This year, still with Excelsior, I attack the Monster of Tediously Repetitive Editing: he that has 1,000 eyes and an arm for every cell, and looks like Kali crossed with Argus crossed with Doctor Octopus. With so many eyes and arms, the M. of T.R.E. enjoys nothing more than recoding every cell in a spreadsheet just in case it has been invalidated by a previous change. I don't.

Weedon Grant, housing associations, and the need for bespoke spreadsheets

I did this work in collaboration with Emre Tek of Weedon Grant. He was looking for tools to modularise spreadsheets, so I'll explain a bit about that first, before getting on to the avoidance of tediously repetitive editing.

Weedon Grant's clients are councils and housing associations who manage "social" or "affordable" housing. These clients' main recurrent income is from tenants' rents. The clients' costs include: repairs and maintenance; buying or building new housing and demolishing housing that can no longer be maintained; and tax.

Weedon Grant sell spreadsheet-based models to these clients. The models forecast business performance over typically 40 years, given assumptions about such factors as: expected number of dwellings rented to tenants in each year; number sold, demolished or built each year; yearly rent increases; repair and maintenance costs; Government grants and other funding; and tax.

What has this to do with modularity? Different housing clients want different models. One, perhaps, does not intend to build any new housing after its first year: it would therefore like all the "new housing" columns eliminated from its model. Another would like to use its own repair-costs spreadsheet, plugging this into Weedon Grant's model in place of that model's repair-cost calculations. And another has a special source of funding not catered for by the generic Weedon Grant model, and therefore asks Weedon Grant to code a special set of calculations to take the place of those normally provided.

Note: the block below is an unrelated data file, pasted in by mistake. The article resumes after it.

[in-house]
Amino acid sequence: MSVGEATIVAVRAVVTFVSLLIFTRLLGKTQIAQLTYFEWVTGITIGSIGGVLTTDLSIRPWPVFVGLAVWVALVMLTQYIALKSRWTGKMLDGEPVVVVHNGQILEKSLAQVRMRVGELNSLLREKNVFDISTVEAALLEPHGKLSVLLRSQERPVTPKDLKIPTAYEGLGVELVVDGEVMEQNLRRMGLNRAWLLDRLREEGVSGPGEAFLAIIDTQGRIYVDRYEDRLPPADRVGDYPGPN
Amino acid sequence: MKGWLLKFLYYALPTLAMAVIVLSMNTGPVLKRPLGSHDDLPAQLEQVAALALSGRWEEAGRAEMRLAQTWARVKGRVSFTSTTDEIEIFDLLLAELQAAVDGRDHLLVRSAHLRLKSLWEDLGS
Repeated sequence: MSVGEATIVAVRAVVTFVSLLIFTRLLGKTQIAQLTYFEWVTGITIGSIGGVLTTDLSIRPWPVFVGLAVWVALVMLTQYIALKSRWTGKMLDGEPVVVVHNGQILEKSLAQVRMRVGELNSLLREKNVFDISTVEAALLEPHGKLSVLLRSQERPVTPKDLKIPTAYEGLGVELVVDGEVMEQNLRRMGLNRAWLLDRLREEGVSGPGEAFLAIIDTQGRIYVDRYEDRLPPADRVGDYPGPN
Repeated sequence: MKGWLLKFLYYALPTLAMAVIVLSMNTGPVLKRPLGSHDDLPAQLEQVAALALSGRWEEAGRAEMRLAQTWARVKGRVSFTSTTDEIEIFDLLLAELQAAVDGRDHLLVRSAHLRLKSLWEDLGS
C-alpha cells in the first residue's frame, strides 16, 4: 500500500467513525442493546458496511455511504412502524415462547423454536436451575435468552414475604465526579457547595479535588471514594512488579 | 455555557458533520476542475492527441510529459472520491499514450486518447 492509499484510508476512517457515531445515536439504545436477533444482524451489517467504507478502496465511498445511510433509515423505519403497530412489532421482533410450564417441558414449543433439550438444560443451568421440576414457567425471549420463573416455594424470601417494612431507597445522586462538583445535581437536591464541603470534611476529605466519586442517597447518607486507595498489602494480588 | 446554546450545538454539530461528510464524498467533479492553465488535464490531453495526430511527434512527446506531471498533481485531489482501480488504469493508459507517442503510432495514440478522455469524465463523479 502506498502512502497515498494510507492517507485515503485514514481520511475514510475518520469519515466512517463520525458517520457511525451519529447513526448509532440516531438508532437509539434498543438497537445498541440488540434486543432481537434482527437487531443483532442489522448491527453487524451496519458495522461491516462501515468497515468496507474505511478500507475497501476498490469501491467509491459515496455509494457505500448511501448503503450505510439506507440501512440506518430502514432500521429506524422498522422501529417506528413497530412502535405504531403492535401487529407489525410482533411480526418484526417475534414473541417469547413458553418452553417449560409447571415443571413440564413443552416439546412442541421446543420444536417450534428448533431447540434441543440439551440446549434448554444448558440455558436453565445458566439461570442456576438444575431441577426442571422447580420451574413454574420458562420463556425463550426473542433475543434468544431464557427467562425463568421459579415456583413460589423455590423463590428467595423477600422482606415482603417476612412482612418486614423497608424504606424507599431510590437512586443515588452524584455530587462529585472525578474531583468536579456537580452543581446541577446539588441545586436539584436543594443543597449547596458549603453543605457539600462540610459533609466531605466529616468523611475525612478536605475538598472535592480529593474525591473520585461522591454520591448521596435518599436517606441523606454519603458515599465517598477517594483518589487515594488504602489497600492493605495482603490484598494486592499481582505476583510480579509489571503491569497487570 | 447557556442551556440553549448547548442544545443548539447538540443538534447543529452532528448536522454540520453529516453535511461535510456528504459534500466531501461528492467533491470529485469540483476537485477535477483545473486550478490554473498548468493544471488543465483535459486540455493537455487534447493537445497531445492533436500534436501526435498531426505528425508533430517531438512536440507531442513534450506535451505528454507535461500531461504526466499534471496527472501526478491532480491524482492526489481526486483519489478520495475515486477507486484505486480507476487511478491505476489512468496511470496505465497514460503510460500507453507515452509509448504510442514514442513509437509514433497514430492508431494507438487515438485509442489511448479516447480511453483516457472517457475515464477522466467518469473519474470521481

Such situations are exactly where modularity is useful, and are why Emre contacted me to see whether Excelsior could speed up and make safer the development of such bespoke models.

The need for easy-to-change table sizes

So that's why Weedon Grant want modularity. But there's another problem. Consider one of their spreadsheets, the "stock model", with which I give my demo at EuSpRIG 2006. This has about 10,000 cells. Of these, 9,000 lie within tables. About 60 tables are two-dimensional. One dimension is year, the other is dwelling type, and the tables record quantities such as unit rent, number of tenants, or total income.

The standard version of the stock model caters for 20 dwelling types and 40 years, so each of these 60 tables is 20 cells by 40. However, some clients request different sizes. Clients who manage only one or two types of dwelling would like to remove the remaining dwelling-type columns in each table, to save memory and reduce the need for horizontal scrolling. On the other hand, clients with more than 20 dwelling types would like to expand the tables. Too, some would like to forecast over more than 40 years.

This can be done in Excel. And we all know how much work that is …